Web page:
Invasion by hybridization between native and non-native purple coneflowers (2013)

In western Minnesota prairie restorations have been planted near native prairie remnants. Two non-native Echinacea species (E. pallida and E. purpurea) have been planted in restorations. We want to know the extent to which the non-natives affect reproduction in the native species. Non-native pollen is hypothesized to interfere with pollination in the native and hybridization between the

Nutrient assimilation and management practice in communities of Cypripedium candidum in the Chicago Region (2013)

Orchids belong to one of the most abundant families on earth and tend to be very specific in their habitats. Many exotic species are commercially grown in greenhouses, but our local terrestrial species are not so easily domesticated. As a result, their preservation is challenging, and conventional reintroduction and restoration techniques are intractable for many species. We do know that

Plant-insect interactions in Echinacea angustifolia (2013)

Reproduction in the purple coneflower, Echinacea angustifolia, occurs each July in western Minnesota. Peak flowering varies from year to year by several weeks. In a large experimental planting of Echinacea in a prairie restoration, we have observed that seed set starts high and declines during the flowering season. We want to know why. Do different bees species visit early and late in the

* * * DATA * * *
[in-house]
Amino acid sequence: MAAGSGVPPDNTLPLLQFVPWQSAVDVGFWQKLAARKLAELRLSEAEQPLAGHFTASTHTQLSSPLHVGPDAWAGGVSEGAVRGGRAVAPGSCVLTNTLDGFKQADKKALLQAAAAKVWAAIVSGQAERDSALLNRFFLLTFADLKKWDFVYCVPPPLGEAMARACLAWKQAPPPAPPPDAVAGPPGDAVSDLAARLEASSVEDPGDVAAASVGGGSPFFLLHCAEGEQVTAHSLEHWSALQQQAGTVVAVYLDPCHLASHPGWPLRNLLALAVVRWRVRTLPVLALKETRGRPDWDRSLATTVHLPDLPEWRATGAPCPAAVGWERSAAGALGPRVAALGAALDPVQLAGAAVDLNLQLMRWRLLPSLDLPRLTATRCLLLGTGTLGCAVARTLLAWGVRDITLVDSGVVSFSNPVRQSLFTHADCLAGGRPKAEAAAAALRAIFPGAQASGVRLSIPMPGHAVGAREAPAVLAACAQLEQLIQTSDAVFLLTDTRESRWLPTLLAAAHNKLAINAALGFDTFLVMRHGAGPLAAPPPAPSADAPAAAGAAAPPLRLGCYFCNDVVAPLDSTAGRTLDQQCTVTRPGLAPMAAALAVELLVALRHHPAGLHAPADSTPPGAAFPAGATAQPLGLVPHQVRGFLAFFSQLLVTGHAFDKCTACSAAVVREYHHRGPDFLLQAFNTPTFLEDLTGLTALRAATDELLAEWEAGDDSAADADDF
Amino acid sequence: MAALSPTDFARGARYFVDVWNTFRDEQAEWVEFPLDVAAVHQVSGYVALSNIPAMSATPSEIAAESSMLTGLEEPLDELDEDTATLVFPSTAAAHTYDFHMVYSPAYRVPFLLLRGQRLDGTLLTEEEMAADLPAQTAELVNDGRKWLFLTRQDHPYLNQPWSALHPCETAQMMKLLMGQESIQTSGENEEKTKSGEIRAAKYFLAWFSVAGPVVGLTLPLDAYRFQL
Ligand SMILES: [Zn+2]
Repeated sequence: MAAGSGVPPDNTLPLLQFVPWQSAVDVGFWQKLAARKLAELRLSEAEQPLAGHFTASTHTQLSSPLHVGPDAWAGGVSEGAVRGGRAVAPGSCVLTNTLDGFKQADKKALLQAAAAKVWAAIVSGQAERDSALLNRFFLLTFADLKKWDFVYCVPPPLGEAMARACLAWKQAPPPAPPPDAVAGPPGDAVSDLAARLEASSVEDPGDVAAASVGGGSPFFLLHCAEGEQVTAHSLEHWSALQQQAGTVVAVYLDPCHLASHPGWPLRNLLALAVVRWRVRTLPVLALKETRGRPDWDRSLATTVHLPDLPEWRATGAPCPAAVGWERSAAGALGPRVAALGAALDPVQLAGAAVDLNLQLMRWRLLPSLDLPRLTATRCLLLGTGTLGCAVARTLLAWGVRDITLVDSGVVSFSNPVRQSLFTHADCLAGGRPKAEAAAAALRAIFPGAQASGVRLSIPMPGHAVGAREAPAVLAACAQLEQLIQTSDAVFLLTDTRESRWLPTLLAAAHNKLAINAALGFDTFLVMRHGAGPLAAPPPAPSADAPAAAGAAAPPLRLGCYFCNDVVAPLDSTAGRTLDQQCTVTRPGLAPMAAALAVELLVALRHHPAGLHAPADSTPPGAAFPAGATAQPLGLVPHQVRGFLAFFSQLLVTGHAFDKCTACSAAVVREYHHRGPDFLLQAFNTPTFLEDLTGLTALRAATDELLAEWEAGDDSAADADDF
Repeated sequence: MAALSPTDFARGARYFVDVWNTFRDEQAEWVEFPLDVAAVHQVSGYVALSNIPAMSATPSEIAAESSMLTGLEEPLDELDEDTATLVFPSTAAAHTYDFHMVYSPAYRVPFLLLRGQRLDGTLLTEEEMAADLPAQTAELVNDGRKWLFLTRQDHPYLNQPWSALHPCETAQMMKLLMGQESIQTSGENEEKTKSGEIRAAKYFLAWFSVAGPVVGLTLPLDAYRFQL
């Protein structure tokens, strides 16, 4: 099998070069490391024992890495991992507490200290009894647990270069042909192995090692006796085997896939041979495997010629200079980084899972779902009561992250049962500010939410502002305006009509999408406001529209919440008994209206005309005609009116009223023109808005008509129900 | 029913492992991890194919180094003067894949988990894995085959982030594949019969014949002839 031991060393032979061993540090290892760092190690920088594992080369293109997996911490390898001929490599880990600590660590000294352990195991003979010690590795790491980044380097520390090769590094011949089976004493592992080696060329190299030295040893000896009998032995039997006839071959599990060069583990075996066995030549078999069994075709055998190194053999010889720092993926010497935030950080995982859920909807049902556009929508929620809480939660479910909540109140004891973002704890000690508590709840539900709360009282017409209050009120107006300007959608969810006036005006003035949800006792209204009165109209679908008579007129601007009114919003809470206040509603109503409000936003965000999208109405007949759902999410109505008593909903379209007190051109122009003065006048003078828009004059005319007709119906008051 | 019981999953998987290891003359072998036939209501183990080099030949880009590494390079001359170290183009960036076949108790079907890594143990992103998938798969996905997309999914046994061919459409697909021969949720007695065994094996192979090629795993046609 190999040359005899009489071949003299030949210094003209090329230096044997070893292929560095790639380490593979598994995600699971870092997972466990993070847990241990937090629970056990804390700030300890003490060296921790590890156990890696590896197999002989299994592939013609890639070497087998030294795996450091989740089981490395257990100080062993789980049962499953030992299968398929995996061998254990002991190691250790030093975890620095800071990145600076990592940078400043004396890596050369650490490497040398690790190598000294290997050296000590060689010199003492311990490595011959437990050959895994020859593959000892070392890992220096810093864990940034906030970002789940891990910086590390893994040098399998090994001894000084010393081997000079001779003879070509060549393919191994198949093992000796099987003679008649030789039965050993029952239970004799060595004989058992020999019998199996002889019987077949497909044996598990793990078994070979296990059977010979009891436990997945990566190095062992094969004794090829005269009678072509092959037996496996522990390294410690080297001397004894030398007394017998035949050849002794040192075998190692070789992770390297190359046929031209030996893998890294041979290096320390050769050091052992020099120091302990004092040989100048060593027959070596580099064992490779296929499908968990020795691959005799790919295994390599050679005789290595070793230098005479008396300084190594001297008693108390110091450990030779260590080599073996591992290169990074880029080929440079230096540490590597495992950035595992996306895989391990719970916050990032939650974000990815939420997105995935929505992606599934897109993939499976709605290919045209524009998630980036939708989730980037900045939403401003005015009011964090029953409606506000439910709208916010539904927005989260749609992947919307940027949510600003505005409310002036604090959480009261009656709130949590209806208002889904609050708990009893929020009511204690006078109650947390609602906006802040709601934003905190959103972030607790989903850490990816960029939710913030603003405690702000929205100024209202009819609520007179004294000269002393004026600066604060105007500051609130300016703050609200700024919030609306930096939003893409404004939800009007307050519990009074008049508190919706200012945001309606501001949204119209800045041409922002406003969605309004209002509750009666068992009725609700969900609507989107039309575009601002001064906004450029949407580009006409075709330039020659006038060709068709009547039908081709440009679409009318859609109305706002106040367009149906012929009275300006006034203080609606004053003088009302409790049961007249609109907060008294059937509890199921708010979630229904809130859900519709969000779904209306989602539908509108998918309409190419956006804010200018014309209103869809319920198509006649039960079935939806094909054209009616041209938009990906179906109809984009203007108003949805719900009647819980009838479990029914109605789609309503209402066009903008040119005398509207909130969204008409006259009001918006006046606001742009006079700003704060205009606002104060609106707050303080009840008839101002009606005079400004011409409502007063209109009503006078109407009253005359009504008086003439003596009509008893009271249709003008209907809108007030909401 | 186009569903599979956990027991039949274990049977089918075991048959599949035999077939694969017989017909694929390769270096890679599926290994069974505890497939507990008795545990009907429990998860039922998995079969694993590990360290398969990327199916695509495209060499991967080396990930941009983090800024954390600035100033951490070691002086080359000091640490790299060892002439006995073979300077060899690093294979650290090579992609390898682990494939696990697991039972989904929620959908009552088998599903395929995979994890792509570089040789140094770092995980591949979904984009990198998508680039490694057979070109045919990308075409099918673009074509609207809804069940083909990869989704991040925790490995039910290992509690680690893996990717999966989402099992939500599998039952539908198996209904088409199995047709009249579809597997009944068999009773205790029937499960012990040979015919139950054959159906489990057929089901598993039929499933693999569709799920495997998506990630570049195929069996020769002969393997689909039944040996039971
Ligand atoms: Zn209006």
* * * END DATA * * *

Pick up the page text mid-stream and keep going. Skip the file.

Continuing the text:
Seeding Restorations: Evaluating seed viability to improve restoration outcomes (2013)

Most large-scale restoration projects are conducted using seed mixes. Knowledge of seed viability (ability of seeds to germinate) is important both in calculating seed required and evaluating establishment success of individual species or genotypes in a restored community. Methods of assessing seed viability differ some methods destroy the seeds, but are cheap, fast and easy, while others

Characterization of Floral diversity and host preferences of Parastic Plant; Castilleja coccinea in the Chicago Region (2012)

Castilleja coccinea is a semi-parasitic plant that produces flowers subtended by brightly colored bracts. In most cases the bracts of this species are red (coccinea= Latin word meaning "deep red") however many populations in the Chicago Region have yellowish bracts. We hope to map the variation of floral shape, color and major pollination throughout the region.As flower color is closely